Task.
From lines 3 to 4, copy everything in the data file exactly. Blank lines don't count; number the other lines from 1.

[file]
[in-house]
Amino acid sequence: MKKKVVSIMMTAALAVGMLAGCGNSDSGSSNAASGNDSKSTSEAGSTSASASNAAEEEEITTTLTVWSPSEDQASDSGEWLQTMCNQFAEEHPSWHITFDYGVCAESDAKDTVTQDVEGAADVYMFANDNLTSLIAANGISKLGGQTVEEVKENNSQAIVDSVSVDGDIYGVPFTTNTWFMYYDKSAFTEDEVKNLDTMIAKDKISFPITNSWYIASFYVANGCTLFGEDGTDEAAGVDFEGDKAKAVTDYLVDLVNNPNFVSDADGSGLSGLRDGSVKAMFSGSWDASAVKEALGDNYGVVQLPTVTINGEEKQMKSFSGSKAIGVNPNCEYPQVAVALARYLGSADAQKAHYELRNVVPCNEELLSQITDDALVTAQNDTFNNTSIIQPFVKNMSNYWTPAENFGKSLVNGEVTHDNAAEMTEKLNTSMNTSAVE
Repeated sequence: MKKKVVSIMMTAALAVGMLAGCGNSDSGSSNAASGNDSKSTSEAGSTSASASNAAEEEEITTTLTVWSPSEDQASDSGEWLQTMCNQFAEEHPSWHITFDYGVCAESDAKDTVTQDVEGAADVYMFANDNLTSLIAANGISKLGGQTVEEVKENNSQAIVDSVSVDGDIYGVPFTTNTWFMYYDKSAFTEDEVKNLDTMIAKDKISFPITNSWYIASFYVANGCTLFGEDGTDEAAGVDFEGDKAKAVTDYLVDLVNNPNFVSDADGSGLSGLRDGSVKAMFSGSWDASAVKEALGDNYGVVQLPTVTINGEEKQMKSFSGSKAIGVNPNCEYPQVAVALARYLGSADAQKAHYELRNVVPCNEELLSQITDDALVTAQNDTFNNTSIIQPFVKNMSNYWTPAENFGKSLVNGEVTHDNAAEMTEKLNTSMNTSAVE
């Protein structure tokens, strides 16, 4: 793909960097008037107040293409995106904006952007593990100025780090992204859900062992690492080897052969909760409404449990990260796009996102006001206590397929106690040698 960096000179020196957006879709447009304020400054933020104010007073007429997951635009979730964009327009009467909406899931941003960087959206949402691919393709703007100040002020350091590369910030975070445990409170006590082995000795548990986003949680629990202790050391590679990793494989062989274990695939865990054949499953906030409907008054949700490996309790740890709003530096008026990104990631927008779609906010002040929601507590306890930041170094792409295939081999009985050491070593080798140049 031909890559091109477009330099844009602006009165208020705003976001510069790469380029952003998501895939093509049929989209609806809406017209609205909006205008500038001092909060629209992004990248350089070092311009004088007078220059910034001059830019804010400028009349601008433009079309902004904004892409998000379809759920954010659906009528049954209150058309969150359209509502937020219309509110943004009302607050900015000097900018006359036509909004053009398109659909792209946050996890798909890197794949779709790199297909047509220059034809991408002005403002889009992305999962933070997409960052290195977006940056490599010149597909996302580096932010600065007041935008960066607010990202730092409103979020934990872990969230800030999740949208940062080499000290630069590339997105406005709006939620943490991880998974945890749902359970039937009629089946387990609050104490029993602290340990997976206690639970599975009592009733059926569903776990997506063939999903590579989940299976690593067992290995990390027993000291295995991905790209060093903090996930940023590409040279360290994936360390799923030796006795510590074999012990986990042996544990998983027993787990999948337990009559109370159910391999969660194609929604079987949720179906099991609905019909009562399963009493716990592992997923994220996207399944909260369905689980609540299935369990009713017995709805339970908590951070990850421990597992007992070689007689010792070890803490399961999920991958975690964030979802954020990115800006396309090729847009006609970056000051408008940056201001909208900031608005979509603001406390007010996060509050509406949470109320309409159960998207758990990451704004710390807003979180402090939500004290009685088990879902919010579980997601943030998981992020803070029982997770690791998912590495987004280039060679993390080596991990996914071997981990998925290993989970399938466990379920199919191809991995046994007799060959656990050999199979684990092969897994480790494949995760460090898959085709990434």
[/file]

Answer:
Repeated sequence: MKKKVVSIMMTAALAVGMLAGCGNSDSGSSNAASGNDSKSTSEAGSTSASASNAAEEEEITTTLTVWSPSEDQASDSGEWLQTMCNQFAEEHPSWHITFDYGVCAESDAKDTVTQDVEGAADVYMFANDNLTSLIAANGISKLGGQTVEEVKENNSQAIVDSVSVDGDIYGVPFTTNTWFMYYDKSAFTEDEVKNLDTMIAKDKISFPITNSWYIASFYVANGCTLFGEDGTDEAAGVDFEGDKAKAVTDYLVDLVNNPNFVSDADGSGLSGLRDGSVKAMFSGSWDASAVKEALGDNYGVVQLPTVTINGEEKQMKSFSGSKAIGVNPNCEYPQVAVALARYLGSADAQKAHYELRNVVPCNEELLSQITDDALVTAQNDTFNNTSIIQPFVKNMSNYWTPAENFGKSLVNGEVTHDNAAEMTEKLNTSMNTSAVE
């Protein structure tokens, strides 16, 4: 793909960097008037107040293409995106904006952007593990100025780090992204859900062992690492080897052969909760409404449990990260796009996102006001206590397929106690040698 960096000179020196957006879709447009304020400054933020104010007073007429997951635009979730964009327009009467909406899931941003960087959206949402691919393709703007100040002020350091590369910030975070445990409170006590082995000795548990986003949680629990202790050391590679990793494989062989274990695939865990054949499953906030409907008054949700490996309790740890709003530096008026990104990631927008779609906010002040929601507590306890930041170094792409295939081999009985050491070593080798140049 031909890559091109477009330099844009602006009165208020705003976001510069790469380029952003998501895939093509049929989209609806809406017209609205909006205008500038001092909060629209992004990248350089070092311009004088007078220059910034001059830019804010400028009349601008433009079309902004904004892409998000379809759920954010659906009528049954209150058309969150359209509502937020219309509110943004009302607050900015000097900018006359036509909004053009398109659909792209946050996890798909890197794949779709790199297909047509220059034809991408002005403002889009992305999962933070997409960052290195977006940056490599010149597909996302580096932010600065007041935008960066607010990202730092409103979020934990872990969230800030999740949208940062080499000290630069590339997105406005709006939620943490991880998974945890749902359970039937009629089946387990609050104490029993602290340990997976206690639970599975009592009733059926569903776990997506063939999903590579989940299976690593067992290995990390027993000291295995991905790209060093903090996930940023590409040279360290994936360390799923030796006795510590074999012990986990042996544990998983027993787990999948337990009559109370159910391999969660194609929604079987949720179906099991609905019909009562399963009493716990592992997923994220996207399944909260369905689980609540299935369990009713017995709805339970908590951070990850421990597992007992070689007689010792070890803490399961999920991958975690964030979802954020990115800006396309090729847009006609970056000051408008940056201001909208900031608005979509603001406390007010996060509050509406949470109320309409159960998207758990990451704004710390807003979180402090939500004290009685088990879902919010579980997601943030998981992020803070029982997770690791998912590495987004280039060679993390080596991990996914071997981990998925290993989970399938466990379920199919191809991995046994007799060959656990050999199979684990092969897994480790494949995760460090898959085709990434």